Submitted to: Applied Engineering in Agriculture
Publication Type: Peer reviewed journal
Publication Acceptance Date: 5/30/2011
Publication Date: 5/30/2011
Publication URL: naldc.nal.usda.gov/download/54805/PDF
Citation: Pearson, T.C., Knievel, D., Hucl, P. 2011. Automated sorting of glabrous versus pubescent annual canarygrass seeds. Applied Engineering in Agriculture. 27(4):663-667. Interpretive Summary: Some seeds, such as barley and canary seed have small silica “hairs” attached to their hull which is an irritant while handling the seed and is a known carcinogen on some seeds. Mutants of some seeds do not have these hairs so it is desirable for breeding programs to have a way to select “hairless” seeds so they can be propagated again. The hairless trait is hereditary. This research paper describes a low-cost automated system to detect canary seed for the hairless trait and remove them from the bulk sample. This will help breeders develop seeds that have fewer of the irritating and sometimes unhealthy silica hairs.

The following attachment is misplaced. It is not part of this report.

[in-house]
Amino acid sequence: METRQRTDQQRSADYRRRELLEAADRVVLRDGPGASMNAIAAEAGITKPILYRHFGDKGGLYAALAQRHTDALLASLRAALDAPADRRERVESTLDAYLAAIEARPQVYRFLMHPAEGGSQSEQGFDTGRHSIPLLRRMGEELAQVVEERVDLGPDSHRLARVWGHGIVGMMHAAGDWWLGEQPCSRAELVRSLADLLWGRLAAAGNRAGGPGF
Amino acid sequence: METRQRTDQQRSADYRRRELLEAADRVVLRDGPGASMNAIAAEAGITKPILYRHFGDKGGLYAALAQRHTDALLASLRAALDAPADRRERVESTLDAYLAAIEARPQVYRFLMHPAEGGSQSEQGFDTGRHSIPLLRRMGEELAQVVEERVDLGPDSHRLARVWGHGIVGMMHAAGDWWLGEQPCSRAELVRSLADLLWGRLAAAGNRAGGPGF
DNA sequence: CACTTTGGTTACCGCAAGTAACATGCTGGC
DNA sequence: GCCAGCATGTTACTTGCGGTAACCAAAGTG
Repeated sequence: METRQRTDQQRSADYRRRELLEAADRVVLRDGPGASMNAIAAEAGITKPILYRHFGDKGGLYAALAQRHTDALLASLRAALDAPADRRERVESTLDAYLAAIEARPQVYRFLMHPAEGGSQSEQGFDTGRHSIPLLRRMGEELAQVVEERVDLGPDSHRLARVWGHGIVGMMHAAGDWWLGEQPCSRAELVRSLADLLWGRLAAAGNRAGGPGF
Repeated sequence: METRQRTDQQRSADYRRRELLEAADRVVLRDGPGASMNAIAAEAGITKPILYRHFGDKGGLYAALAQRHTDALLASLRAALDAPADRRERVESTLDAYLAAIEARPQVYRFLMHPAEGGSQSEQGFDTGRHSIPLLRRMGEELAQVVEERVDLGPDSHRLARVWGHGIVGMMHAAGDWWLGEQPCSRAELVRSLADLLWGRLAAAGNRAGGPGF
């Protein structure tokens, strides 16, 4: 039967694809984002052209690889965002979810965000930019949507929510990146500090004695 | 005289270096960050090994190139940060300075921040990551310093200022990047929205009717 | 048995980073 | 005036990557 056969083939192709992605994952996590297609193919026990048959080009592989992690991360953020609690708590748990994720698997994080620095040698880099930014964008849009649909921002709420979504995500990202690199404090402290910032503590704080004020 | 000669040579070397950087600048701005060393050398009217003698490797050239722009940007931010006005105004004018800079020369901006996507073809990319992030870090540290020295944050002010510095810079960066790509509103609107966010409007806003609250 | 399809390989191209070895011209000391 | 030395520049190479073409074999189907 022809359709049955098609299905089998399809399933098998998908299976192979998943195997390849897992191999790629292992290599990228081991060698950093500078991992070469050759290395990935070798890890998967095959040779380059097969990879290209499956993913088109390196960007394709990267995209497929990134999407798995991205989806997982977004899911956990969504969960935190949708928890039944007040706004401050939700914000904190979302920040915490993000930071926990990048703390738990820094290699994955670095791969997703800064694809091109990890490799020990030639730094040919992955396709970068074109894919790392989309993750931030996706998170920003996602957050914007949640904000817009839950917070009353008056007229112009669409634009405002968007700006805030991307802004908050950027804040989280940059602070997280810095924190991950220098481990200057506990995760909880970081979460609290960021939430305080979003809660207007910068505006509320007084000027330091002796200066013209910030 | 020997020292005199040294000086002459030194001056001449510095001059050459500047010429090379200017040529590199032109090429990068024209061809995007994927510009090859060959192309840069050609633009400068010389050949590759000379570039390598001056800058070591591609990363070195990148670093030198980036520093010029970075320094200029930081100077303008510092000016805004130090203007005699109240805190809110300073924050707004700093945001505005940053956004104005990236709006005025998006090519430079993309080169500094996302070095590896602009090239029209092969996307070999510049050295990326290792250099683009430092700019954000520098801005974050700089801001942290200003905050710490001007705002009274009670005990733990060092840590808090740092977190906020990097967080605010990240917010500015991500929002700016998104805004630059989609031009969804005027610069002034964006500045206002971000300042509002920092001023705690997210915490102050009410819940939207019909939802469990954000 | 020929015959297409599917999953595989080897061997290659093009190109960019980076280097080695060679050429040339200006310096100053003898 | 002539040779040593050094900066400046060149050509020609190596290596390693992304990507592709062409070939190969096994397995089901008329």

Technical Abstract: An automated imaging system was developed to identify and sort annual canarygrass seeds with the glabrous trait in order to screen bulk amounts of seed to segregate populations for this desirable trait. Glabrous seed is preferred since it does not have the irritating silica hairs that pubescent seeds do. Glabrous seeds may also have potential as a food product. The automated system inspected seeds at a rate of approximately four seeds per second (~100 g/hour) and had an average accuracy of 90%. The system performed consistently over time across five different cultivars from two growing seasons at four different locations. Cost for all of the parts in the system was approximately $2500, and therefore, affordable for breeding programs developing glabrous canaryseed and perhaps other glabrous seeds.